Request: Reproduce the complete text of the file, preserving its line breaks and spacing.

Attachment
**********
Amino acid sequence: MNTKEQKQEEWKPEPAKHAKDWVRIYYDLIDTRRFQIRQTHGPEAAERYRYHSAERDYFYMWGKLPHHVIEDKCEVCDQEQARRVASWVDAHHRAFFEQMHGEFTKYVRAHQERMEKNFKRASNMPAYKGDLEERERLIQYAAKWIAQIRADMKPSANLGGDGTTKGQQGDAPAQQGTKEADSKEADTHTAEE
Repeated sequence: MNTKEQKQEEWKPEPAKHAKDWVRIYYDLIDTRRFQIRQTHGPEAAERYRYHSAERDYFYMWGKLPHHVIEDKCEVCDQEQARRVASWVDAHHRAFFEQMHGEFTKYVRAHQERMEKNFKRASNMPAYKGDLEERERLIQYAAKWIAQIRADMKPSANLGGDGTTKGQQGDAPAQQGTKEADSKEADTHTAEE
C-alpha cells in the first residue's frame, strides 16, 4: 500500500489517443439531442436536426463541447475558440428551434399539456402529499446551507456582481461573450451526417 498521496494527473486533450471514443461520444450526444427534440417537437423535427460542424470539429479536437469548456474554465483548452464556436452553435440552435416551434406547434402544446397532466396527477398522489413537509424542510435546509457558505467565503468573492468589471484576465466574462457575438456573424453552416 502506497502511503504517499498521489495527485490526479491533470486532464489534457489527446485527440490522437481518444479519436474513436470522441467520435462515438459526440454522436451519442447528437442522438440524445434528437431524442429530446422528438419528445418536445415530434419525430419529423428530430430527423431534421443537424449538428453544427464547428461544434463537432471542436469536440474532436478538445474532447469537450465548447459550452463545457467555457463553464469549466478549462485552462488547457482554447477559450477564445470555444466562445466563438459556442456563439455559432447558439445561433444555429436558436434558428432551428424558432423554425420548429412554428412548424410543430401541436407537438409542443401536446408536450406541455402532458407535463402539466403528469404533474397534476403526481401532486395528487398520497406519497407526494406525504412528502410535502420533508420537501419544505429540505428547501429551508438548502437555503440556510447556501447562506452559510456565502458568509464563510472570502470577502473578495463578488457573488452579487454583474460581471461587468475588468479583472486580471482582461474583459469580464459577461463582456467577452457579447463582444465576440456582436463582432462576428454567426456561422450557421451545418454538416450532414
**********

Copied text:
Amino acid sequence: MNTKEQKQEEWKPEPAKHAKDWVRIYYDLIDTRRFQIRQTHGPEAAERYRYHSAERDYFYMWGKLPHHVIEDKCEVCDQEQARRVASWVDAHHRAFFEQMHGEFTKYVRAHQERMEKNFKRASNMPAYKGDLEERERLIQYAAKWIAQIRADMKPSANLGGDGTTKGQQGDAPAQQGTKEADSKEADTHTAEE
Repeated sequence: MNTKEQKQEEWKPEPAKHAKDWVRIYYDLIDTRRFQIRQTHGPEAAERYRYHSAERDYFYMWGKLPHHVIEDKCEVCDQEQARRVASWVDAHHRAFFEQMHGEFTKYVRAHQERMEKNFKRASNMPAYKGDLEERERLIQYAAKWIAQIRADMKPSANLGGDGTTKGQQGDAPAQQGTKEADSKEADTHTAEE
C-alpha cells in the first residue's frame, strides 16, 4: 500500500489517443439531442436536426463541447475558440428551434399539456402529499446551507456582481461573450451526417 498521496494527473486533450471514443461520444450526444427534440417537437423535427460542424470539429479536437469548456474554465483548452464556436452553435440552435416551434406547434402544446397532466396527477398522489413537509424542510435546509457558505467565503468573492468589471484576465466574462457575438456573424453552416 502506497502511503504517499498521489495527485490526479491533470486532464489534457489527446485527440490522437481518444479519436474513436470522441467520435462515438459526440454522436451519442447528437442522438440524445434528437431524442429530446422528438419528445418536445415530434419525430419529423428530430430527423431534421443537424449538428453544427464547428461544434463537432471542436469536440474532436478538445474532447469537450465548447459550452463545457467555457463553464469549466478549462485552462488547457482554447477559450477564445470555444466562445466563438459556442456563439455559432447558439445561433444555429436558436434558428432551428424558432423554425420548429412554428412548424410543430401541436407537438409542443401536446408536450406541455402532458407535463402539466403528469404533474397534476403526481401532486395528487398520497406519497407526494406525504412528502410535502420533508420537501419544505429540505428547501429551508438548502437555503440556510447556501447562506452559510456565502458568509464563510472570502470577502473578495463578488457573488452579487454583474460581471461587468475588468479583472486580471482582461474583459469580464459577461463582456467577452457579447463582444465576440456582436463582432462576428454567426456561422450557421451545418454538416450532414